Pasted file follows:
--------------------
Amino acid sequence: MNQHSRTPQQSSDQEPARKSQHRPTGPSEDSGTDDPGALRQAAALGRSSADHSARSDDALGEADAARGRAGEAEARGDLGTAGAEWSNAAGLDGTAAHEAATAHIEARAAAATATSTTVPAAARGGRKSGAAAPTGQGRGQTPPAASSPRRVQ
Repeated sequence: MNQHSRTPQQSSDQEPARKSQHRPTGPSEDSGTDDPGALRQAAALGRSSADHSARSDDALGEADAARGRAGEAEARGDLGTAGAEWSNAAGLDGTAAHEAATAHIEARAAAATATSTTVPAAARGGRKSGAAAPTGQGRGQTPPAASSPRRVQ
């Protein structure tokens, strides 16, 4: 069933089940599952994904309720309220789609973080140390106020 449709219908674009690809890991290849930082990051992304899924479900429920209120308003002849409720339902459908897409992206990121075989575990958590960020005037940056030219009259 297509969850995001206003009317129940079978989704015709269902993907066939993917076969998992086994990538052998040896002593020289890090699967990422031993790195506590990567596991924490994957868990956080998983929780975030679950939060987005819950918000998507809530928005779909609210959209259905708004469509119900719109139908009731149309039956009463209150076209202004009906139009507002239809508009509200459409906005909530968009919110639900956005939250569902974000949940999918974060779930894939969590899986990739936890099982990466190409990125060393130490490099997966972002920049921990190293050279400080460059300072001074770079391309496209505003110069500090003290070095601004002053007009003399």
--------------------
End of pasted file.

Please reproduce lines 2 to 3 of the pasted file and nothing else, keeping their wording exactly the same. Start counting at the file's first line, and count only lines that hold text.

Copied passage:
Repeated sequence: MNQHSRTPQQSSDQEPARKSQHRPTGPSEDSGTDDPGALRQAAALGRSSADHSARSDDALGEADAARGRAGEAEARGDLGTAGAEWSNAAGLDGTAAHEAATAHIEARAAAATATSTTVPAAARGGRKSGAAAPTGQGRGQTPPAASSPRRVQ
């Protein structure tokens, strides 16, 4: 069933089940599952994904309720309220789609973080140390106020 449709219908674009690809890991290849930082990051992304899924479900429920209120308003002849409720339902459908897409992206990121075989575990958590960020005037940056030219009259 297509969850995001206003009317129940079978989704015709269902993907066939993917076969998992086994990538052998040896002593020289890090699967990422031993790195506590990567596991924490994957868990956080998983929780975030679950939060987005819950918000998507809530928005779909609210959209259905708004469509119900719109139908009731149309039956009463209150076209202004009906139009507002239809508009509200459409906005909530968009919110639900956005939250569902974000949940999918974060779930894939969590899986990739936890099982990466190409990125060393130490490099997966972002920049921990190293050279400080460059300072001074770079391309496209505003110069500090003290070095601004002053007009003399």